Don’t we often receive random questionnaires through various channels like email and personal messaging platforms like FB Messenger of What’s App seeking some of our time to give inputs on something related to a product, service offered by a brand? From specialist research companies’ questionnaires to the ever prevalent Google forms, all are being used effectively by the brand marketers to connect with their stakeholders across categories for identifying and understanding gaps in their offerings, communication, marketing, etc.
With millions of brands world over offering similar products and services, have you ever wondered what would be the differential factor for a consumer to choose one brand over the other? How do you monitor the change in perception about a brand, when a new brand comes into the market offering a similar type of product or service? And how’d you have known about what’s going on in the minds of your consumers when your brand has just hit a crisis and is in the process of coming out of it?
And how about knowing your customers well, even before you want to launch an offering for them? How will they like the products, how will they use them, what are their current patterns, likes, choices, and preferences for similar products or services? Do they already have a strong bias or inclination to some other brand? Are they willing to switch their loyalty, even for the sake of trial experience? How would you know it as a brand communicator?
Data is something that becomes the most important element for any such brand communication exercise. And, if you have the availability of accurate data, your communications campaign is likely to hit the right note as far as the end results are concerned. While it is established that the brands need to reach out to seek insights, it is also well accepted that the consumers also want to hear from the brands regularly. Regular two-way communication is something that always forms great bonds between the brands and their audiences.
Often brands undertake polls and surveys, which are used to collect the feedback, reviews, and testimonials from their happy customers, and then that information and data helps in addressing potential customers for a possible acquisition of new customers. With the connected world of today, it is possible to go all over the world and have a much larger sample of the audience participating in the polls as compared to the traditional researches. These polls can collect responses and facilitate a brand in improving customer experiences.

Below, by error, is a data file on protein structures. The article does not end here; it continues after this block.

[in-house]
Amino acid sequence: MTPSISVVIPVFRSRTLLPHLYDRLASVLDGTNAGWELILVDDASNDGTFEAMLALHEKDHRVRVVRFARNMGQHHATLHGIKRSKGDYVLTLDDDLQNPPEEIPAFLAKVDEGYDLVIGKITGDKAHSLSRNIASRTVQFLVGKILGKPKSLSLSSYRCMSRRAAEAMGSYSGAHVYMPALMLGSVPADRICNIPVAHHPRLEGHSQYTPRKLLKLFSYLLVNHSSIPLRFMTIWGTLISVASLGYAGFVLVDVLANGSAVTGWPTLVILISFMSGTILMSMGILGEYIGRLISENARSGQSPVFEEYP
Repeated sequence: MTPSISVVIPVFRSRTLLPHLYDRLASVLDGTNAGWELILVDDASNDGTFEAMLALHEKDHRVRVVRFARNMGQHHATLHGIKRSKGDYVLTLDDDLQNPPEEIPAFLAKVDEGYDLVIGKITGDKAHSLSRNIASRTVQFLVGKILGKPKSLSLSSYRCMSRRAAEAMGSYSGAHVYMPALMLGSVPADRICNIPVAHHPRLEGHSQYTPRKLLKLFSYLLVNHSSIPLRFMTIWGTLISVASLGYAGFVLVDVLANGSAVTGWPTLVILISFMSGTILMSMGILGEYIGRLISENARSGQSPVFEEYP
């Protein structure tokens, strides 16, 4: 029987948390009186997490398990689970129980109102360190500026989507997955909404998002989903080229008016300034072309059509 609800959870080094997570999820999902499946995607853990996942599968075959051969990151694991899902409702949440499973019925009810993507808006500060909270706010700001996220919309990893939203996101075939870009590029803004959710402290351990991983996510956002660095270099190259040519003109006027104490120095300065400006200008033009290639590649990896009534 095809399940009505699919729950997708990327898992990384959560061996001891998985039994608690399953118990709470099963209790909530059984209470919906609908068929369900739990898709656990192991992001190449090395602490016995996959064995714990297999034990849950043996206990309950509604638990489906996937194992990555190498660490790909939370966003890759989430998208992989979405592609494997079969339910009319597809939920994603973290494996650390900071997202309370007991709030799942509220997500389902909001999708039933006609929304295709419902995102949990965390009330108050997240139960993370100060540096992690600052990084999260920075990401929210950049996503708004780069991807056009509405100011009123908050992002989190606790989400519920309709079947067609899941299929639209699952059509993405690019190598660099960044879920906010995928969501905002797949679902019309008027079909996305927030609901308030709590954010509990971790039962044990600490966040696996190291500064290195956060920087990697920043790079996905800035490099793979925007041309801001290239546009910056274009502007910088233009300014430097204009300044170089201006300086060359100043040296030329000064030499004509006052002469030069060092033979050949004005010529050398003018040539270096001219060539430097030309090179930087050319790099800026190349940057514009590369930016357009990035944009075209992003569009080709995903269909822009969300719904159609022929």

Brands can benefit in more than many ways using such surveys and polls as they can address business-critical issues like customer happiness, customer loyalty, behaviour, perception, and attitudes, etc., towards the brands. Buying decision triggers, design, price points, and purchasing patterns can all be well-understood even before going out there in the market. Building loyalty by getting proper feedback, leading to improvement of customer experience, understanding the evolving shopping behaviour and evaluate the effectiveness of the brand communication is all one depends upon polls and the data gathered from them.
Even in case of internal communications various issues like employee engagement, job satisfaction, staff morale, and retention etc., can be effectively addressed by way of such polls and surveys. And according to the data and insights received, appropriate strategies can be developed to benefit the organisation and its branding.
Covid19, in the current times, has drastically impacted consumer behaviour as the way we live, work and play, which has completely changed with the requirements of the times. Brands are expected to see strong deviations in their customer behaviour, buying preferences, purchasing patterns, brand loyalties, and reception to the communication messages by the audience, etc., in the coming days. Having said this, the role of polls assumes tremendous significance in the current context as the insights received from such surveys and polls will shape up the brand communications for organisations.
The views and opinions published here belong to the author and do not necessarily reflect the views and opinions of the publisher.